We may say, e.g., that He is not intelligent. The meaning of the statement is not that God lacks intelligence but that in Him there is no intelligence exactly as we know it.

Again, since there is no imperfection in God, every concept of defect, privation, and limitation must be negated of God. Many negative names, it is true, are applied to God; as when, for instance, He is said to be immutable, uncaused, infinite. It should, however, be carefully observed that some attributes, which, from the etymological point of view are negative, convey, nevertheless, a positive meaning.
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Old Oct 15, '10, 6:02 am
paduard paduard is offline
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Default Re: Rambam & Thomas Aquinas on attributes of God

Divine Attributes (contd.)


(3) Way of eminence

The concept of a perfection derived from created things and freed of all defects, is, in its application to God, expanded without limit.

God not only possesses every excellence discoverable in creation, but He also possesses it infinitely.

Division of attributes

Taking as the basis of classification the ways by which the attributes are developed, they are divided into positive and negative.

Among the negative attributes are simplicity, infinity, immutability.

The chief positive attributes are unity, truth, goodness, beauty, omnipotence omnipresence, intellect and will, personality.

Some authors divide them into incommunicable and communicable. The former class comprises those which belong to God alone (e.g., all-wise, self-existent, omnipotent) to the latter belong those which are predicable, analogically, of God and creatures as good, just, intelligent.

Again, the divine nature considered either as static or as the source activity; hence another division into quiescent and active.

Finally, some perfections involve a relation to things distinct from God, while others do not; and from this standpoint theologians divide the attributes into absolute and relative.

Historical development

In the fourth century: the Divine nature is simple, excluding all composition or multiplicity.

St. Thomas definitively expressed the doctrine which may be summarized as follows:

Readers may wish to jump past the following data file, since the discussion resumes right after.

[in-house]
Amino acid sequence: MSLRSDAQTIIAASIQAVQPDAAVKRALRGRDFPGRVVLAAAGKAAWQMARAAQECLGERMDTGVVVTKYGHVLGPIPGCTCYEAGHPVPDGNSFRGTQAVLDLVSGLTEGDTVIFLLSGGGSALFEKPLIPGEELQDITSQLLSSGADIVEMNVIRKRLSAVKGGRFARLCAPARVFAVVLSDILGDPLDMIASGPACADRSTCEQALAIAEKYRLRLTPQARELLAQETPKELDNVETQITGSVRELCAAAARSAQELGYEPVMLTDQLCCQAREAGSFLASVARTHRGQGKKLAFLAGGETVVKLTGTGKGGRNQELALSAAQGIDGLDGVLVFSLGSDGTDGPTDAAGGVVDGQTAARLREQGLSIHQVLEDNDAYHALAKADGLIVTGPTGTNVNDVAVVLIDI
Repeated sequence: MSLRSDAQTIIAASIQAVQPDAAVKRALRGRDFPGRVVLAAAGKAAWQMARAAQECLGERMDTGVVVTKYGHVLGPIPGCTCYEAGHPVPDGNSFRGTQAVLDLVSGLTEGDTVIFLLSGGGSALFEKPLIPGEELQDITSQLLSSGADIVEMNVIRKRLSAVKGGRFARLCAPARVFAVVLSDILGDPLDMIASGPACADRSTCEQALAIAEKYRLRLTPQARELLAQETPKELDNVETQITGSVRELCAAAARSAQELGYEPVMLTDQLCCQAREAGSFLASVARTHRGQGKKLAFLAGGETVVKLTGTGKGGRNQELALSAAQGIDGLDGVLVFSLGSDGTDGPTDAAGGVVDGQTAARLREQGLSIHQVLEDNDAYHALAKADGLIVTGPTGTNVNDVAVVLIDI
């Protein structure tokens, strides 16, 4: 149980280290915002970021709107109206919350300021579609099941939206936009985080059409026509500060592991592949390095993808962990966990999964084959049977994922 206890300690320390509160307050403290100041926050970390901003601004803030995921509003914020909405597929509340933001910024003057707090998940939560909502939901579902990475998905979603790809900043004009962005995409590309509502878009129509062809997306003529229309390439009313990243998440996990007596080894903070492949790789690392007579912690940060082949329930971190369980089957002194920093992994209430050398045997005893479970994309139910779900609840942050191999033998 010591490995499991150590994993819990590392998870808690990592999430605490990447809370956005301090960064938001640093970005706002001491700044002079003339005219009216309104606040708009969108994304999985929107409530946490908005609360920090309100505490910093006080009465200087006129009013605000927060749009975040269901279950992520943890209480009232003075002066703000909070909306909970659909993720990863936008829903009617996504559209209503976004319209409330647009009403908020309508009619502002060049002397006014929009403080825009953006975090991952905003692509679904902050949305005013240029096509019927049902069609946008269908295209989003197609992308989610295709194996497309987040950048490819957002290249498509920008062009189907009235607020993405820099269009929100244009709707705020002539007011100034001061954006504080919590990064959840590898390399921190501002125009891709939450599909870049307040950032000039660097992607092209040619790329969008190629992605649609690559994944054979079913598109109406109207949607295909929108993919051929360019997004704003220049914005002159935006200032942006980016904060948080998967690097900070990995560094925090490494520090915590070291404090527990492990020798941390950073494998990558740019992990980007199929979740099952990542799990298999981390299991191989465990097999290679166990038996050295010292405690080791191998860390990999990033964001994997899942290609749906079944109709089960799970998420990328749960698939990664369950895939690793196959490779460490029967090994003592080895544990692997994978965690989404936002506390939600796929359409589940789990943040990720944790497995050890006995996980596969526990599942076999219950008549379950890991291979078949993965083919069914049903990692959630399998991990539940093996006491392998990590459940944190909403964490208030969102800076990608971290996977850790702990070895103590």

The idea of God is derived from our knowledge of finite beings. When a term is predicated of the finite and of the Infinite, it is used, not in a univocal, but in analogical sense. The Divine Perfection, one and invisible, is, in its infinity, the transcendental analogue of all actual and possible finite perfections. By means of an accumulation of analogous predicates methodically co-ordinated, we endeavour to form an approximate conception of the Deity who, because He is Infinite, cannot be comprehended by finite intelligence.

Between the finite and the Infinite there is no common ground of predication, hence; words which signify finite perfections can have no real meaning when predicated of God; they become mere empty symbols. All theological attempts to elaborate an idea of God are vain, and result in complete absurdity when they conceive God after man's image and likeness and circumscribe the Infinite in terms borrowed from human psychology.

The position of the Catholic Church declared in the Fourth Lateran Council (1215), is again clearly stated in the following pronouncement of the Vatican Council:

The Holy Catholic Apostolic Roman Church believes and professes that there is one living and true God, Creator and Lord of heaven and earth:

omnipotent,
eternal,
immense,
incomprehensible,
infinite in intellect and will and in all perfection

Who, being One,
singular,
absolutely simple
and unchangeable spiritual substance,


is to be regarded as distinct really and in essence from the world
most blessed in and from Himself,
and unspeakably elevated above all things that exist,
or can be conceived,
except Himself.


(Source: extracts from Catholic Encyclopaedia)